Poison pills give immunity from hostile takeovers

By Soumya De Mallik and Prithviraj Chauhan, HSA Advocates
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While the term takeover is not formally defined, the SEBI (Substantial Acquisition of Shares and Takeovers) Regulations, 2011 (takeover code), defines acquisition as “directly or indirectly, acquiring or agreeing to acquire shares or voting rights in, or control over, a target company”. In Pramod Jain v SEBI, the Supreme Court held that “where management of the target company is unwilling to negotiate with an acquirer, the acquirer can directly approach the shareholders by making an open offer, which is called a hostile takeover. A hostile takeover helps to unlock the hidden value of the shares and puts pressure on the management to work efficiently. On the other hand, it has the potential of unduly upsetting the normal functioning of a target company”.

A promoter shareholding of around 50 per cent prevents a hostile takeover. A bid will likely succeed if the promoter shareholding is significantly below 50 per cent and the acquirer offers an attractive price.

Soumya De Mallik
Soumya De Mallik
Partner
HSA Advocates

The first hostile takeover was in 1983, when Lord Swaraj Paul acquired substantial stakes in two family-held companies. Though the long-fought legal battle over the takeover went in his favour, he sold his investments. The first successful hostile takeover in 1998 saw Indian Cements Limited (ICL) make an open offer for the shares of Raasi Cements Limited at a significantly higher price than that at which they traded. ICL acquired more than 80 per cent of the shares. More recently, Larsen & Toubro took over Mindtree Limited in India’s second hostile takeover. Currently, Adani’s AMG Media Networks Limited is attempting a hostile takeover of New Delhi Television Limited (NDTV). Adani has since acquired a 64% stake in NDTV (including promoter shareholding, vide a separate deal. As hostile bids increase, the poison pill strategy should be a significant company defence.

This strategy makes shares unattractive to the hostile acquirer. In a hostile takeover, the shareholders of the company, except the hostile bidder, are offered its shares at a discounted price. This dilutes the stake of the hostile bidder and increases the cost of acquisition. The poison pill or preferred share purchase rights plan was first approved by the Delaware Supreme Court in Moran v Household International, Inc. The court upheld a plan issuing the company’s stock to its shareholders, except the hostile acquirer, at a discount. The action was lawful in Delaware and helped prevent opportunistic takeovers.

Prithviraj Chauhan
Prithviraj Chauhan
Senior associate
HSA Advocates

In India, the takeover code requires the disclosure of the acquisition or disposal of a shareholding of 2% or more of the shares or voting rights by anyone holding 5% or more of the shares of the company. While these disclosures can alert a company to a hostile acquirer, the SEBI (Issue of Capital and Disclosure Requirements) Regulations, 2018 (regulations), bar the preferential issue of shares or the exercise of warrants at a large discount by prescribing minimum or floor prices.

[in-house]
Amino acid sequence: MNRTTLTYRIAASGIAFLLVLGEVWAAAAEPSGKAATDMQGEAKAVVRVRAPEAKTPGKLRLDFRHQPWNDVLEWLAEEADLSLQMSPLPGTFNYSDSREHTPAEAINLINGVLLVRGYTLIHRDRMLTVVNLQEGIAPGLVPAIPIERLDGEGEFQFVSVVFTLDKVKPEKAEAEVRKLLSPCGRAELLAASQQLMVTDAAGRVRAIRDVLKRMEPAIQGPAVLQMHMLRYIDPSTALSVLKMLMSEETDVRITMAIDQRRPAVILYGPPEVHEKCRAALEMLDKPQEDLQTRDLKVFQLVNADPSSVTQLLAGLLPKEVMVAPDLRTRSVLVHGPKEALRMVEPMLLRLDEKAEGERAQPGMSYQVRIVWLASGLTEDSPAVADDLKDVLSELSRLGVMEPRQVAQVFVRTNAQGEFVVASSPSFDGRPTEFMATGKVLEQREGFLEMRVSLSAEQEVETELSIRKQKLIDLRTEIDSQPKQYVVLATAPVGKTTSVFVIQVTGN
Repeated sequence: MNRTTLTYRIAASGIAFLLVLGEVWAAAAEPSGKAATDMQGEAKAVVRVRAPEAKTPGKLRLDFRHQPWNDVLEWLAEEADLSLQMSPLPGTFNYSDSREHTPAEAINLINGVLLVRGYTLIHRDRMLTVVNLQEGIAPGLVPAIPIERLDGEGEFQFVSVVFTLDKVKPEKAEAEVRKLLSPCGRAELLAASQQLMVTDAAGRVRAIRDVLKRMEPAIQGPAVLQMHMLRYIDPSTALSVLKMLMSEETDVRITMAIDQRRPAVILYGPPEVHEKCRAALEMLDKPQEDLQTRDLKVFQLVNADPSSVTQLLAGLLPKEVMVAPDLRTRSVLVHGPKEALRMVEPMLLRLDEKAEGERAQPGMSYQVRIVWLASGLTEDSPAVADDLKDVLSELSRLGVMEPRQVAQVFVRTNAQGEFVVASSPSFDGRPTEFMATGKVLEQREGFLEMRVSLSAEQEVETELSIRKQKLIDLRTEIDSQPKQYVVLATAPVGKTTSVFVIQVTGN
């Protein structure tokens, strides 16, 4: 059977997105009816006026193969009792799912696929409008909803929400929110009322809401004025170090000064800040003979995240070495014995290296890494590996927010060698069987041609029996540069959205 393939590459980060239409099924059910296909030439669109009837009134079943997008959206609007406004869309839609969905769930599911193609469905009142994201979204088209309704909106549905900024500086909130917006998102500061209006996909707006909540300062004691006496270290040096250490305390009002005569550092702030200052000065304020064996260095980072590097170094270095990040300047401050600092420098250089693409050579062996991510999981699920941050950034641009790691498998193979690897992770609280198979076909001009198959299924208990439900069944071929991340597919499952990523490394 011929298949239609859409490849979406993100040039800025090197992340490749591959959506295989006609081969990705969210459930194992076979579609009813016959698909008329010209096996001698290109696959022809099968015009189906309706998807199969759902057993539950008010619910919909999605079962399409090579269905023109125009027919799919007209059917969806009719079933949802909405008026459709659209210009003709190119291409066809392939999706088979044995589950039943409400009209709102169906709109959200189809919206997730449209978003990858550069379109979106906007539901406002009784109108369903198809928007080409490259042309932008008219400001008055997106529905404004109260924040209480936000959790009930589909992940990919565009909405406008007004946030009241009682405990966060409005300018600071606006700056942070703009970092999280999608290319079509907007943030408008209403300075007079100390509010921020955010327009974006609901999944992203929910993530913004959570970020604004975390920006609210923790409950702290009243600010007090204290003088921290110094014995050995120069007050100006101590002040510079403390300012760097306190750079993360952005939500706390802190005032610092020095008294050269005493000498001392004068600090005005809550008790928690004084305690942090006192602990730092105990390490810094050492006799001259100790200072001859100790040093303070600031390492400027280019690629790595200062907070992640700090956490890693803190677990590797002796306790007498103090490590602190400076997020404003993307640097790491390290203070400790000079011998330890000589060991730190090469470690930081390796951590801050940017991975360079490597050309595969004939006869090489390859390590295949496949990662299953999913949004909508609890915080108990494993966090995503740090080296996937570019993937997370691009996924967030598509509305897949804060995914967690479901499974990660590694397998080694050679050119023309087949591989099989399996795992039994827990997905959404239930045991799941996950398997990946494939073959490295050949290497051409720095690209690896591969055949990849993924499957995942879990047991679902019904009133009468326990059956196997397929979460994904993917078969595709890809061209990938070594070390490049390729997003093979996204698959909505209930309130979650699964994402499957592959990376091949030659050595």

The takeover code does not allow a company to make changes to its capital structure once the hostile acquirer makes an open offer. Under regulation 26, the company cannot issue or allot any unissued securities carrying voting rights during the offer period. An exception is a change to the capital structure made by a special resolution. As the acquirer must own a 25 per cent shareholding before making an open offer, the acquirer can easily defeat such a resolution. This renders the poison pill nugatory. The company may, during the offer period, issue or allot shares on terms that are pre-set on conversion of convertible securities issued prior to the public announcement of an open offer. As already stated, however, the regulations, set a prescribed minimum price and such conversion is therefore of little assistance to the company.

The lack of defences, such as preferred share purchase rights, hinders promoting shareholders trying to prevent hostile bids. Putting provisions such as the poison pill and principles-based standards in the takeover code and removing legal obstacles would provide powerful tools against such bids.

In the USA, the poison pill has been successful against hostile takeovers, including that of Netflix by the corporate raider, Carl Icahn. As the Indian market matures and closely held or promoter-driven family businesses give way to large corporations, regulators should look again at defences against hostile takeovers such as preferred share-purchase rights.

Soumya De Mallik is a partner and Prithviraj Chauhan is a senior associate at HSA Advocates. Himanshu Seth, an associate, also contributed to the article.

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